Neuropathic Bladder

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Chapter 536 Neuropathic Bladder

Neuropathic bladder dysfunction in children usually is congenital, generally resulting from neural tube defects or other spinal abnormalities. Acquired diseases and traumatic lesions of the spinal cord are less common. Central nervous system tumors, sacrococcygeal teratoma, spinal abnormalities associated with imperforate anus (Chapter 336), and spinal cord trauma also can result in abnormal innervation of the bladder and/or sphincter.

Neural Tube Defects

Neural tube defects, resulting from failure of the neural tube to close spontaneously between the 3rd and 4th wk in utero, result in abnormalities of the vertebral column that affect spinal cord function, including myelomeningocele and meningocele (Chapter 585). A few medical centers in the USA have been performing antenatal myelomeningocele closure, but follow-up studies of the urinary tract have not shown a definite improvement in lower urinary tract function.

Clinical Manifestations and Diagnosis

The most important urologic consequences of neuropathic bladder dysfunction associated with neural tube defects are urinary incontinence (Chapter 537), urinary tract infections (UTIs; Chapter 532), and hydronephrosis from vesicoureteral reflux or detrusor-sphincter dyssynergia. Pyelonephritis (Chapter 532) and renal functional deterioration (see Chapter 529) are common causes of premature death of affected patients.

In the neonate, renal ultrasonography, assessment of postvoid residual urine volumes, and a voiding cystourethrogram are performed after closure of the myelomeningocele. About 10-15% of patients have hydronephrosis, and renal malformations are common; 25% have vesicoureteral reflux. A urodynamic study also should be performed. This study involves filling the bladder with saline, measuring the bladder volume and pressure, and assessing sphincter tone. During bladder filling, the bladder might show uninhibited (premature) contractions at low volumes, normal bladder volume with contraction at an appropriate volume, or atonia (lack of bladder contraction). Bladder compliance or elasticity also may be reduced. The sphincter can show normal tone with relaxation during bladder contraction, reduced or absent tone, or normal or increased tone that increases during bladder contraction (termed detrusor-sphincter dyssynergia) (Fig. 536-1).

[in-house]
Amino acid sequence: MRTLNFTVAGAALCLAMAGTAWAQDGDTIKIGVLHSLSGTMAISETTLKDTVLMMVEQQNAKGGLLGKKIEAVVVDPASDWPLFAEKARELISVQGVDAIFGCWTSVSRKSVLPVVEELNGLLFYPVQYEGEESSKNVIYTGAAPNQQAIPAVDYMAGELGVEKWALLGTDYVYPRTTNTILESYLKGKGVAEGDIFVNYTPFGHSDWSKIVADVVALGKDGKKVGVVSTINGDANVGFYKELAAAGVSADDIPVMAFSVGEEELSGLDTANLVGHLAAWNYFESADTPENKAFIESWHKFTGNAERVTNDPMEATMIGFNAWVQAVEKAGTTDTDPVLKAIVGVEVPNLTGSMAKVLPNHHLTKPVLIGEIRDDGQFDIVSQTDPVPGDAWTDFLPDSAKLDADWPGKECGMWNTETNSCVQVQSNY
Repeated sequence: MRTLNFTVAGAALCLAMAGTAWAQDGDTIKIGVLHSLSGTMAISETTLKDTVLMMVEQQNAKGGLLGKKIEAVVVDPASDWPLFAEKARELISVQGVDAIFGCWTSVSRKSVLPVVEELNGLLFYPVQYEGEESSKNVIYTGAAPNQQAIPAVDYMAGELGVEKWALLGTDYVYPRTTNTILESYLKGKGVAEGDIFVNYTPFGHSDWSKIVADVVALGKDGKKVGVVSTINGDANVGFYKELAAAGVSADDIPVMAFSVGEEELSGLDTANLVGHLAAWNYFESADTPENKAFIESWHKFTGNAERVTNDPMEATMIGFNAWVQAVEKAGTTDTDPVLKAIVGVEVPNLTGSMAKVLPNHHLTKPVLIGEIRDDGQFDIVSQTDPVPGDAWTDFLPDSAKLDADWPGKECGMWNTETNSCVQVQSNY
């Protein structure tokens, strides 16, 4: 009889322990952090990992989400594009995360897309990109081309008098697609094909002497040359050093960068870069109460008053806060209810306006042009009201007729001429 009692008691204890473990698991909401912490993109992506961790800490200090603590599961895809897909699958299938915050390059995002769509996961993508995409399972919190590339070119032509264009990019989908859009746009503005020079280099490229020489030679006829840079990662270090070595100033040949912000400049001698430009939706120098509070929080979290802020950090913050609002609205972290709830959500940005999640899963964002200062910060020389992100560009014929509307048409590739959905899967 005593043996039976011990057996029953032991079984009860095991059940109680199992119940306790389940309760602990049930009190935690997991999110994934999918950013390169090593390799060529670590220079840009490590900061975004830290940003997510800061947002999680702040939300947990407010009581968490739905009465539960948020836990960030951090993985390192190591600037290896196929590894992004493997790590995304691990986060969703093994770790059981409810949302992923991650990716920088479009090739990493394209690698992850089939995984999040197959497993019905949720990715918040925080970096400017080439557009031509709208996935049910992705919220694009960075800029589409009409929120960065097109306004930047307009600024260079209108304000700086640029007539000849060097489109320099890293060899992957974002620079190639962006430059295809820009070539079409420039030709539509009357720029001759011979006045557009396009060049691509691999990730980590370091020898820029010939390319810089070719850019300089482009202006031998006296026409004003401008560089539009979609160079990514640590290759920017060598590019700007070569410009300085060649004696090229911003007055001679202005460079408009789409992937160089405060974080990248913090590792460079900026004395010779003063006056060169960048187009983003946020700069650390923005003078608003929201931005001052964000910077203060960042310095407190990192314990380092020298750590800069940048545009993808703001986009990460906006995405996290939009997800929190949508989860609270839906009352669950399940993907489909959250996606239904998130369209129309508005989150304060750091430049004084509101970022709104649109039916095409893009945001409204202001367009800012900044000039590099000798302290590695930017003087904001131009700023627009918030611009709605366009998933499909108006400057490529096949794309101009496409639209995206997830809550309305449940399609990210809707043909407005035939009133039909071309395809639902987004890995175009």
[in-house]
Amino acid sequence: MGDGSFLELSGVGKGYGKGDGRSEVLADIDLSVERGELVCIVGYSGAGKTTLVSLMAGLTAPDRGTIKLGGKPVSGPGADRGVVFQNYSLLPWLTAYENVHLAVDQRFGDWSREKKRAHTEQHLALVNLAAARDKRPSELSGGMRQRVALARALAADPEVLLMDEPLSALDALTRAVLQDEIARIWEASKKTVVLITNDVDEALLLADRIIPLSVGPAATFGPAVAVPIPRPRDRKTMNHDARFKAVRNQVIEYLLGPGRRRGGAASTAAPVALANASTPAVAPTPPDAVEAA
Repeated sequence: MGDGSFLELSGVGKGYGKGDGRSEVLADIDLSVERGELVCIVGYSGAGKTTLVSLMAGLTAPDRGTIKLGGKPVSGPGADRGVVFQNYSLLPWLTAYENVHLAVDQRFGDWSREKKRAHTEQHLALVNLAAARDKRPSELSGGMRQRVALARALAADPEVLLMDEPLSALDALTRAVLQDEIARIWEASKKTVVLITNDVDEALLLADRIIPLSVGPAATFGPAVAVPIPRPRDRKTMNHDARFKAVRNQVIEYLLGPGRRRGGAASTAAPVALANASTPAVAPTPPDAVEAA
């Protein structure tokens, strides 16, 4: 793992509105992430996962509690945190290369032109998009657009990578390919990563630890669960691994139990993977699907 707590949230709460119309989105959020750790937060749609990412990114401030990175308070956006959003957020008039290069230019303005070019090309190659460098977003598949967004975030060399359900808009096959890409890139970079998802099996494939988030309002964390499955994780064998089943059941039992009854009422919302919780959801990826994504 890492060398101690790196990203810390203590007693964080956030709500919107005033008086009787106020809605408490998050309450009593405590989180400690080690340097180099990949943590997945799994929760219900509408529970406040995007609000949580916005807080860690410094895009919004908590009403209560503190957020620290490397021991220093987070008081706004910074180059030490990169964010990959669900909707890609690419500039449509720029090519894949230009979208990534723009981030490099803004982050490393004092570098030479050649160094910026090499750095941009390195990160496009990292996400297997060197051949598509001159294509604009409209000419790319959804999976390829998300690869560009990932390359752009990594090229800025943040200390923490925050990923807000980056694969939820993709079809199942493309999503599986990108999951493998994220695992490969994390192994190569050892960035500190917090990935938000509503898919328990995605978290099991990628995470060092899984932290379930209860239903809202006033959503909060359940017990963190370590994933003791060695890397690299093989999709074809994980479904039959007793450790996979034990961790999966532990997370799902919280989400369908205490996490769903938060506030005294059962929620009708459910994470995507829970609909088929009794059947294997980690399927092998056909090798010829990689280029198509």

Renal Damage

Renal damage usually results from failure of the sphincter to relax during a spontaneous bladder contraction. This dyssynergia results in functional obstruction of the bladder outlet, leading to high intravesical pressure, bladder muscle hypertrophy and trabeculation, and transmission of the high pressure into the upper urinary tracts, causing hydronephrosis (Fig. 536-2). Vesicoureteral reflux and UTI compound the problem. Treatment includes reduction of bladder pressure with anticholinergic drugs (oxybutynin, 0.2 mg/kg/24 hr in 2 or 3 divided doses) and clean intermittent catheterization every 3-4 hr. If there is vesicoureteral reflux or UTI, antimicrobial prophylaxis also is prescribed.

Temporary urinary diversion by cutaneous vesicostomy is an alternative in the newborn or infant with severe reflux, if intermittent catheterization is difficult or anticholinergic medications are not well tolerated. Another option to treat the severely trabeculated bladder is transurethral injection of botulinum toxin (Botox) into the detrusor muscle, which reduces bladder hypertonicity for approximately 6 mo. A different approach in these children is to temporarily inactivate the tight sphincter by urethral overdilation or transurethral injection of botulinum toxin into the sphincter.

Clean intermittent catheterization and anticholinergic therapy cure the reflux in up to 80% of children with grade I or II reflux. In children with upper tract changes, continuous overnight bladder drainage allows significant bladder relaxation and can reduce bladder wall thickening and reduce hydronephrosis.

Children with more severe reflux often require endoscopic reflux correction or open antireflux surgery followed by intermittent catheterization and anticholinergic drugs. In older children with myelomeningocele with high-grade reflux, UTI, and hydronephrosis, augmentation enterocystoplasty with intermittent catheterization may be necessary.